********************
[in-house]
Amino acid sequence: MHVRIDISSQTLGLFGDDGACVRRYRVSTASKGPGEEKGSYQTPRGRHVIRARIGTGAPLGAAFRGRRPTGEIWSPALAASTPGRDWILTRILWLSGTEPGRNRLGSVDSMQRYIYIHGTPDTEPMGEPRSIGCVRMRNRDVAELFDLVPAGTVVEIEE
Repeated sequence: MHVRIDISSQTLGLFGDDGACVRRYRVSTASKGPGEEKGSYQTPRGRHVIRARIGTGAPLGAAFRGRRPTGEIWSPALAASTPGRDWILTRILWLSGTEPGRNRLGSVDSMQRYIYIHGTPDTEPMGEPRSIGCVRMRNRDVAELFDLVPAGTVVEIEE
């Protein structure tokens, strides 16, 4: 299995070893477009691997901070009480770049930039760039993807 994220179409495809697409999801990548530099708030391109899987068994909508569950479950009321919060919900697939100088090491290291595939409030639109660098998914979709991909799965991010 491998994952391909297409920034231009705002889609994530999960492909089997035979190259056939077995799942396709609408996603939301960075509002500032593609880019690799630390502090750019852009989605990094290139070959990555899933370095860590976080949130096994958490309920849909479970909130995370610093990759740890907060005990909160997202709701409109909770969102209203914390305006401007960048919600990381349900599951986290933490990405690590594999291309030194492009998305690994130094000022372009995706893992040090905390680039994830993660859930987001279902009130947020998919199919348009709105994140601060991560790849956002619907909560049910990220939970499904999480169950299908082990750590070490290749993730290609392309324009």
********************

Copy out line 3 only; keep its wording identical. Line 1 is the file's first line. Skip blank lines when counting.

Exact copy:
Repeated sequence: MHVRIDISSQTLGLFGDDGACVRRYRVSTASKGPGEEKGSYQTPRGRHVIRARIGTGAPLGAAFRGRRPTGEIWSPALAASTPGRDWILTRILWLSGTEPGRNRLGSVDSMQRYIYIHGTPDTEPMGEPRSIGCVRMRNRDVAELFDLVPAGTVVEIEE